Calabrese Associates, P.C.

Call Us630-393-3111

4200 Cantera Drive, Suite 200 | Warrenville, IL 60555

Adapting Your Parenting Plan for School Amid COVID-19

 Posted on August 31, 2020 in Divorce

DuPage County parenting plan attorneysThis is the start of a new school year that is unlike any that students and parents have experienced before. With COVID-19 looming as a continuing threat, some schools are forgoing in-person classes or using a hybrid of remote and in-person learning. For students who are attending in person, parents must monitor their children’s health and news of possible outbreaks at the school. The ongoing health crisis makes it more important than ever that divorced or separated parents work together to make sure they are protecting their children, which may require reviewing and modifying their parenting plan.

How Does Remote Learning Affect Parenting Time?

Parents do not normally have to worry about parenting time when a child is at school, but remote learning means that parents must determine who will be with the child during their “school day” if the child is too young to be left on their own. You and your co-parent need to consider several factors:

  • Is one of you already going to be at home during the day?
  • Are you available to help your child if needed?
  • Can your child create a constructive learning space at your home?

It may turn out that the parent who is most available is not the one who normally has parenting time on school days. If the best situation for your child’s remote learning does not match your parenting plan, you will need to modify the plan.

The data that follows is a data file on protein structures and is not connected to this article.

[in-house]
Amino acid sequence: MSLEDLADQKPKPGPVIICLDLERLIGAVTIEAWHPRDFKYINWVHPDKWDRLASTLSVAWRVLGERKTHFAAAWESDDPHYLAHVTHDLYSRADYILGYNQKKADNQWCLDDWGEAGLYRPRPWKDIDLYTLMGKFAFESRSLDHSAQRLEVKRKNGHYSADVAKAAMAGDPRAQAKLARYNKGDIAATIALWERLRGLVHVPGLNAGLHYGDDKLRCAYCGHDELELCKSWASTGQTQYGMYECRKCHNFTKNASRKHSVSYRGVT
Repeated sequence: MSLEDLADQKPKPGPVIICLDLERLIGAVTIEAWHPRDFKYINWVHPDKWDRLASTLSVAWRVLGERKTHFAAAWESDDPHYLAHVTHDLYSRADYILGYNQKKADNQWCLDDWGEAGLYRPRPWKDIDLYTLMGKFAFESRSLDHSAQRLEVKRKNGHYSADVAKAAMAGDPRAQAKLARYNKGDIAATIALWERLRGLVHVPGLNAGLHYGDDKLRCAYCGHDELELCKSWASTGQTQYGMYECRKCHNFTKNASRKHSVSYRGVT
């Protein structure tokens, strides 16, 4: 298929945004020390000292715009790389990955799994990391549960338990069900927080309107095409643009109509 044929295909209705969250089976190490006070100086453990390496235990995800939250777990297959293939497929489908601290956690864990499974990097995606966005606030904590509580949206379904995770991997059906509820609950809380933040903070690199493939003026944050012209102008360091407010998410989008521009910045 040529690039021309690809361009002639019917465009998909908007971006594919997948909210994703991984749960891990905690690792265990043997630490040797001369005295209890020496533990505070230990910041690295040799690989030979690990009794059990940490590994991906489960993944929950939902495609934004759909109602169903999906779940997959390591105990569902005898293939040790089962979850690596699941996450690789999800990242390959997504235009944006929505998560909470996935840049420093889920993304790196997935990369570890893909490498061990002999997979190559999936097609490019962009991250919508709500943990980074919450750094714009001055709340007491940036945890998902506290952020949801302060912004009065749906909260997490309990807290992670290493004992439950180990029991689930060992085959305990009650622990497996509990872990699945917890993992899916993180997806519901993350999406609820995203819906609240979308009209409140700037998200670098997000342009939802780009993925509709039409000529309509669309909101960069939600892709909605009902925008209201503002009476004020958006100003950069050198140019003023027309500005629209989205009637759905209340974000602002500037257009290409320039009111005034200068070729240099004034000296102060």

Who Can Decide on Health Risks Involving School?

Some schools are letting parents choose whether their child will attend class in person or opt for remote learning. Though most parents have already made their decision before the start of the school year, there is still a chance that they will need to re-evaluate the decision if there is a COVID-19 outbreak at the school. Can your co-parent decide on whether to allow your child to attend school without consulting you? Part of the allocation of parental responsibilities is giving decision-making authority to parents. It is common for a parenting plan to state that both parents must give permission before making major decisions about the child. If this is your situation, you can remind your child’s other parent now that you are to be included in the decision-making process when it comes to your child’s safety during the pandemic.

Contact a DuPage County Divorce Attorney

If your child’s schooling situation is forcing you to adjust your co-parenting arrangements, it is important to add the major changes to your parenting plan. The Naperville divorce lawyers at Calabrese Associates, P.C., have been helping co-parents modify their parenting plans as needed during this unprecedented public health crisis. Call 630-393-3111 to schedule a consultation.



Share this post:
Back to Top